I’m not a basketball fan. In the mid-90s, for a couple of seasons I kept some games in the background while I sorted my baseball cards but that’s about the extent of it. I realize that the sport of basketball is much more fast paced and therefore more enjoyable to watch than baseball but I am loyal to my sport and have been for over three decades and nothing has been able to change that.
That being said, sometimes a card comes along that changes everything and makes you re-consider your collecting decisions and for me, that would 2020-21 Panini Prizm Lebron James #1. It marks off every box that makes a card iconic, including a spectacular photo and well-done design. If you’re an open-minded collector, it also comes with lots of shinny parallels, as well.
Panini America, much like the company they purchased in 2009, Playoff/Donruss, is known for producing a gluttony of cards. There’s over 30 different parallels of this card and an endless amount of unopened Prizm mountains at stores but even with the market over-saturation, I’ve been unable to find a single box to bust open out in the real world. That’s embarrassing considering my significant other is a Walmart vendor.
The last time I felt this way about a non-baseball card was with Fleer/Skybox’s Metal series and one particular card featuring Michael Jordan dunking through a city skyline. At the time, Fleer was owned by Marvel and was at the very top of their game. It’s safe to say that Fleer/Skybox owned the card market in the late-90s and today’s secondary market prices reflect just that. These Jordan cards, in base form sell for hundreds of dollars.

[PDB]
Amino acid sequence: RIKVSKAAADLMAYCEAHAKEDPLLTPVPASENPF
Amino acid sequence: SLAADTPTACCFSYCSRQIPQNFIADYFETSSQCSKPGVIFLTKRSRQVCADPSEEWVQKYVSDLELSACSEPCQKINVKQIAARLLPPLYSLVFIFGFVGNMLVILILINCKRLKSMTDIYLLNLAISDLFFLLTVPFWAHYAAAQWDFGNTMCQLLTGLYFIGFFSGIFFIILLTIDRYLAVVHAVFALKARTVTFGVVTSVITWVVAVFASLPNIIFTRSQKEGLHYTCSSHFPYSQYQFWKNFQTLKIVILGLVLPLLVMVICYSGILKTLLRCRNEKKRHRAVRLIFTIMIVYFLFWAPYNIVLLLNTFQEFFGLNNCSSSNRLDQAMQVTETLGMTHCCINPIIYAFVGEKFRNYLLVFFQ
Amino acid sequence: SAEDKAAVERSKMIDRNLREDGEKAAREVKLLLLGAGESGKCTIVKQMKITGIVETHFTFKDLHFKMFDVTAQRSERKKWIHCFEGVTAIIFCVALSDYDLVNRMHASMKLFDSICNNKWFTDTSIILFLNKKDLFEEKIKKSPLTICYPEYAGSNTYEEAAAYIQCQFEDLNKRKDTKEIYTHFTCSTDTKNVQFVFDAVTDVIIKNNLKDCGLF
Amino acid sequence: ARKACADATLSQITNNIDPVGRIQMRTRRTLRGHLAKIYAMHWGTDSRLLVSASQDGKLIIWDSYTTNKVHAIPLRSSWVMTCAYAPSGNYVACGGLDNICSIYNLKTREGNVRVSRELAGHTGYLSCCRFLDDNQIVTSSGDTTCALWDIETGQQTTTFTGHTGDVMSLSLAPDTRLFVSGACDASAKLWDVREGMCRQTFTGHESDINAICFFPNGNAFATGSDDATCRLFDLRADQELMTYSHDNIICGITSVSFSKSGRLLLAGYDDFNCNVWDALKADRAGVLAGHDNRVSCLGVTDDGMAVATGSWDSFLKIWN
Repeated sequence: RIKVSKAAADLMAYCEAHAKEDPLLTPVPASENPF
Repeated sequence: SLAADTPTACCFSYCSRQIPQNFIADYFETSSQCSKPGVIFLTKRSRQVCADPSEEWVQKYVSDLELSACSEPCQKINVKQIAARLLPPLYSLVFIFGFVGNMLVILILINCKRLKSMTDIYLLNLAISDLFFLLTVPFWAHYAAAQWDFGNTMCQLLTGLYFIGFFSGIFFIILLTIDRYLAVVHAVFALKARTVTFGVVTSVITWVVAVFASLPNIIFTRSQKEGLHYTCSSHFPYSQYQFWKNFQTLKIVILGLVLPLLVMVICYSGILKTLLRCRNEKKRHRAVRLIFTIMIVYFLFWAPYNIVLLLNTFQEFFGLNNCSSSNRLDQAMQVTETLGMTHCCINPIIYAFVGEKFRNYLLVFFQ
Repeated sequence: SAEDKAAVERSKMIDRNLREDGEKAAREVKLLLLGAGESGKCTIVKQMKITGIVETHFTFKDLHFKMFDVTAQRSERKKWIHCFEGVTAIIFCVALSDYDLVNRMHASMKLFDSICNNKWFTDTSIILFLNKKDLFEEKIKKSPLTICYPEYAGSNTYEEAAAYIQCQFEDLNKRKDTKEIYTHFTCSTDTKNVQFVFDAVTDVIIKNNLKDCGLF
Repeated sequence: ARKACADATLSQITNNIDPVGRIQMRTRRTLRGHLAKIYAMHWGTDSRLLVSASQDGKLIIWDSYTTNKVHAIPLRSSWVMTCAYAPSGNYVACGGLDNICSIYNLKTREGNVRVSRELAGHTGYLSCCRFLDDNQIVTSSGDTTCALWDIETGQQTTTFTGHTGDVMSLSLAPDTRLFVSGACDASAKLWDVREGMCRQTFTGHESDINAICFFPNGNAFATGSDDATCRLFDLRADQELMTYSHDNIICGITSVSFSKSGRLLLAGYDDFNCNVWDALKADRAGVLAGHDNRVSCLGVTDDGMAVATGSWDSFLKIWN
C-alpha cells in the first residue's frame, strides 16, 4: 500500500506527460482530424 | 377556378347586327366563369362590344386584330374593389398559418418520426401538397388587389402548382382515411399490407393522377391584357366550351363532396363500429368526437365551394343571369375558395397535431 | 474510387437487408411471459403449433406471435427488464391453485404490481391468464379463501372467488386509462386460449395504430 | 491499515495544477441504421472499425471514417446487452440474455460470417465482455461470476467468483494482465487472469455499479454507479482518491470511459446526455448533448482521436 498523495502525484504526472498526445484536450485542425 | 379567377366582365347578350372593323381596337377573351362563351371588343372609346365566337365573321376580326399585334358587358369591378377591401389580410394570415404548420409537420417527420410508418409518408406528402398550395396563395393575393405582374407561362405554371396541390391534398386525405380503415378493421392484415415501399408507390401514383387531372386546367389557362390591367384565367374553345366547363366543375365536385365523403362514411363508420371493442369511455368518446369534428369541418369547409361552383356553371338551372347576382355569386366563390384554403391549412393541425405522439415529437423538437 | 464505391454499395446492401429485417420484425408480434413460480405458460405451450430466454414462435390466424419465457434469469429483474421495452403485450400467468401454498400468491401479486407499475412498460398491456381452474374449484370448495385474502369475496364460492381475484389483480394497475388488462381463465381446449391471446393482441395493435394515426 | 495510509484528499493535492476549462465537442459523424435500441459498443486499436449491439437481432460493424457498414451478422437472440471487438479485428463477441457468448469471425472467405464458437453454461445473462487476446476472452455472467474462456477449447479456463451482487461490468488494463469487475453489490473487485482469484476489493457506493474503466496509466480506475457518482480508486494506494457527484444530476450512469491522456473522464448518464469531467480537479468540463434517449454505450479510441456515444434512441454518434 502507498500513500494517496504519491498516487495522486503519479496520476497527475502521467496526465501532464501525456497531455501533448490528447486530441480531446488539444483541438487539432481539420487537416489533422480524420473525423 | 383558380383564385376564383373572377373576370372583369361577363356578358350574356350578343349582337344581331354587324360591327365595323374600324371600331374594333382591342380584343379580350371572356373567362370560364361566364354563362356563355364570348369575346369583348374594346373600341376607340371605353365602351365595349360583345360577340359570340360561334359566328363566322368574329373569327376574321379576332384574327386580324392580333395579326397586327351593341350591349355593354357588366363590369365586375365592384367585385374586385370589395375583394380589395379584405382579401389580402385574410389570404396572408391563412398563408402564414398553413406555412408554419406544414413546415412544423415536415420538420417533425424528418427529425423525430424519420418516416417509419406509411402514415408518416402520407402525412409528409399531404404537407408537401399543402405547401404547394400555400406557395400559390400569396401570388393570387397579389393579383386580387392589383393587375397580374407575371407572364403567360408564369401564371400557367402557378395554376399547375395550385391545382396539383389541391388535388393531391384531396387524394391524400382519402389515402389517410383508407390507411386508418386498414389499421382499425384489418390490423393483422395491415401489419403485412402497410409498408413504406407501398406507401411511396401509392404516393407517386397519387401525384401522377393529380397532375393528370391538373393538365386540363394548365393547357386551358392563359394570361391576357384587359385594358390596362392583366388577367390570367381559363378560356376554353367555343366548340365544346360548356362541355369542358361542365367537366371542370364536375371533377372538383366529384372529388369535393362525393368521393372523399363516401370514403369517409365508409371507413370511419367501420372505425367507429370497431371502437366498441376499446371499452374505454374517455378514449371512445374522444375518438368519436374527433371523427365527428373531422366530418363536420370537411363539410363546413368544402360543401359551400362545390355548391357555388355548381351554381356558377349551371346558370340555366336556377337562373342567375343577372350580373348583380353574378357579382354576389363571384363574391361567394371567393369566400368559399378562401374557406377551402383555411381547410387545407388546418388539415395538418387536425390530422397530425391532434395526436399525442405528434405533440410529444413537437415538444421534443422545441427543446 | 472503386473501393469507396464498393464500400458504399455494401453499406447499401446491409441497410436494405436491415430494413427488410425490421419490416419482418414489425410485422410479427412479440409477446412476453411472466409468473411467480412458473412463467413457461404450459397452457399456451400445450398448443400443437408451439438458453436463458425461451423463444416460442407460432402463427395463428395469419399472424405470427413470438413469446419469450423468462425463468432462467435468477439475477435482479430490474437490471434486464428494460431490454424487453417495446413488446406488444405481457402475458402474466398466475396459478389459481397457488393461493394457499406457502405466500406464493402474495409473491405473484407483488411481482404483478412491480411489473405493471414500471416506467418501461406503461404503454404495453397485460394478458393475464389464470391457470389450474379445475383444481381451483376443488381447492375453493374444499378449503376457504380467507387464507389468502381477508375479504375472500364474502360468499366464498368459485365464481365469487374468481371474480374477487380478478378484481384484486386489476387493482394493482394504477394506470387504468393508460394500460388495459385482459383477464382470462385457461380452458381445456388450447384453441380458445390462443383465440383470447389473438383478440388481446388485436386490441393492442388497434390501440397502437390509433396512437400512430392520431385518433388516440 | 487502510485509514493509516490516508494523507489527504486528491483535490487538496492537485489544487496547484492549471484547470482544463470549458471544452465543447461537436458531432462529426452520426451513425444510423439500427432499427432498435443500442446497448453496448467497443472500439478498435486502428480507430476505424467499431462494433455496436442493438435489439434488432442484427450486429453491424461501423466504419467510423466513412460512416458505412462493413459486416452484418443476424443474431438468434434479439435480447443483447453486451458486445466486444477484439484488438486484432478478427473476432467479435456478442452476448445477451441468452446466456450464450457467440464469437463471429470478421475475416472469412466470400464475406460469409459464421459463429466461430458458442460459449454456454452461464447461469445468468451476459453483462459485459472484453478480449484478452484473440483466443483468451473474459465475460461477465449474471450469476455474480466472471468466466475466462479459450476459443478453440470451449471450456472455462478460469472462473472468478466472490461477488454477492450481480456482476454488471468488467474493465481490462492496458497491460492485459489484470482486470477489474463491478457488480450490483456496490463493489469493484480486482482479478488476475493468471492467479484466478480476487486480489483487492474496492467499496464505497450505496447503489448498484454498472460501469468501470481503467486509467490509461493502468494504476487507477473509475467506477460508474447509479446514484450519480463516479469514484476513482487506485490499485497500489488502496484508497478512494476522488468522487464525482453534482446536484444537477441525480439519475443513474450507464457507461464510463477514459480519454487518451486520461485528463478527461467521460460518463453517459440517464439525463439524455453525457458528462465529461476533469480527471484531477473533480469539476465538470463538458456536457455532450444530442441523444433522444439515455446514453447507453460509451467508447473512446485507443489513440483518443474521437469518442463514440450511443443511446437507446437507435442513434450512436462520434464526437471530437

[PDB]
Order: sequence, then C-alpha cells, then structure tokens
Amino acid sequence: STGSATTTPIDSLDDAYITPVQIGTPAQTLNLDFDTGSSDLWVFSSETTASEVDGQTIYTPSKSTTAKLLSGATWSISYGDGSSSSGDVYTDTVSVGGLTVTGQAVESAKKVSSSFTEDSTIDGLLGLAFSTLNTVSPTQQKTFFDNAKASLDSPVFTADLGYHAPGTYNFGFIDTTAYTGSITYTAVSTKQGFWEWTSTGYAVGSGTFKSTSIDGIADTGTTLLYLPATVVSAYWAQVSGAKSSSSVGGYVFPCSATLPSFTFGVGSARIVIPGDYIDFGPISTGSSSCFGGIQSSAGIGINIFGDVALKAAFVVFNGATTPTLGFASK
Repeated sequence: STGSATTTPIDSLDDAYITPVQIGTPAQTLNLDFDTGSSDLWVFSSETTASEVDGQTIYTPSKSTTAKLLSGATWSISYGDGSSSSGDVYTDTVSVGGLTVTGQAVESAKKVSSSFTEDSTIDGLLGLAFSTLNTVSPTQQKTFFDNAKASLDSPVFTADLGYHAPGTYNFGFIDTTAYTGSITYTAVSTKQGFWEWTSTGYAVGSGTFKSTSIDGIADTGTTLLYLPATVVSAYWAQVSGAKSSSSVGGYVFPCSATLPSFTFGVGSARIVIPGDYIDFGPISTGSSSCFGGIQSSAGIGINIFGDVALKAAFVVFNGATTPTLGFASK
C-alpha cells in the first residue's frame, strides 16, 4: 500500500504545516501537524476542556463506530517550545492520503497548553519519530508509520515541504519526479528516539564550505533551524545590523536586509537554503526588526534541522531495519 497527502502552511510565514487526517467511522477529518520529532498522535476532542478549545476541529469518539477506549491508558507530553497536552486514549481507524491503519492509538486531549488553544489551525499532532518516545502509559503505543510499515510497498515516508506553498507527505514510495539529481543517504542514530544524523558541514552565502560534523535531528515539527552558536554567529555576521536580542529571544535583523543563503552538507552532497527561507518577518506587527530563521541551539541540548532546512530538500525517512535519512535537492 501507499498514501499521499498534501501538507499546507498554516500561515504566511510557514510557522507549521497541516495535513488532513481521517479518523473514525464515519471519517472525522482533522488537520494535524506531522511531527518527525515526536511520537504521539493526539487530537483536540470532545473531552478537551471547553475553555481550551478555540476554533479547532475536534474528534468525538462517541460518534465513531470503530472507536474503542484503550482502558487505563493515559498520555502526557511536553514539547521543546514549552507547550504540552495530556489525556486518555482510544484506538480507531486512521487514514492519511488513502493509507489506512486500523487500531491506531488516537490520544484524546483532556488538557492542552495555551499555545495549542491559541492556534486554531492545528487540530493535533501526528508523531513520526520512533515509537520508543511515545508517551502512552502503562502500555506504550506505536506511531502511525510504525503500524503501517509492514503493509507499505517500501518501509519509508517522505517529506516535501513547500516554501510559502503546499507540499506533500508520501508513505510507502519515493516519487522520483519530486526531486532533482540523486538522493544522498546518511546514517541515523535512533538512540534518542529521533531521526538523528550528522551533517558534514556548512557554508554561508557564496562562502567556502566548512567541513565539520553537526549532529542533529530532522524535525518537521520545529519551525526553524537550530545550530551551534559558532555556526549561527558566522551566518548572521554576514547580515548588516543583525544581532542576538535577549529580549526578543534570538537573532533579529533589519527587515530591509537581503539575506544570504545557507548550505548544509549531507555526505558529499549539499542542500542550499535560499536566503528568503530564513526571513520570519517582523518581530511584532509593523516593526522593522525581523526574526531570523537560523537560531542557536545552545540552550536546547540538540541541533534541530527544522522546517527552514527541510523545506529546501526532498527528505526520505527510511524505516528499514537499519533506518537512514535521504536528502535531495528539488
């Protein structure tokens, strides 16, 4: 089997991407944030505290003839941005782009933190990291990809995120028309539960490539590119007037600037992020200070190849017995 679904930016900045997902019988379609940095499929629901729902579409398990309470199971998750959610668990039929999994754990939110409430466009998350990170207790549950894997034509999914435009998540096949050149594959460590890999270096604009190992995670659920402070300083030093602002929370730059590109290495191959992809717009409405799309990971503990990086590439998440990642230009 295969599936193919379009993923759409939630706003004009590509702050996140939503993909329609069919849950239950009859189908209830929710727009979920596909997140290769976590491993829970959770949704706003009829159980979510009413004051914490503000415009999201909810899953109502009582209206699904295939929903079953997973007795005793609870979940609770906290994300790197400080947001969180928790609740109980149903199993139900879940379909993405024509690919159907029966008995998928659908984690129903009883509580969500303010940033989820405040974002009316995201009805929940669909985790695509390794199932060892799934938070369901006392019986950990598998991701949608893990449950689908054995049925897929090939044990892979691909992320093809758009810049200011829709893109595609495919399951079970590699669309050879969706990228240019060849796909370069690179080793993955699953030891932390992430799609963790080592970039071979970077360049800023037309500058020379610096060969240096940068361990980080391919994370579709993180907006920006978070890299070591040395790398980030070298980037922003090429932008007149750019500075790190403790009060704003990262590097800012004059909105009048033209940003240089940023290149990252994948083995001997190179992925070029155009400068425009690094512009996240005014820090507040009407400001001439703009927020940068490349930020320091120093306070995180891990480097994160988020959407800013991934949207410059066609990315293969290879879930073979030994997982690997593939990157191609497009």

What makes ’97-’98 Skybox Metal Universe so unique is that unlike today’s Panini Prizm with over 30 parallels, Metal Universe had just one. That seems unheard of in today’s hobby. Precious Metal Gems, like the one you see below, were numbered to just 50. With 24 packs per box, they weren’t easy to come by and the few remaining unopened boxes today sell between $8k-$10k a piece with no autograph of Precious Metal Gem guaranteed.
Once Panini is out of American sports (WNBA doesn’t count), all the amazing parallels will eventually make their way into Fanatics sports cards. Fanatics cards will likely all feature premium stock, have similar or better photography than what we see today, and will have team logos and colors. Everything will work itself out and its even likely that the Lebron James Prizm, produced in the millions, will become a far distant memory.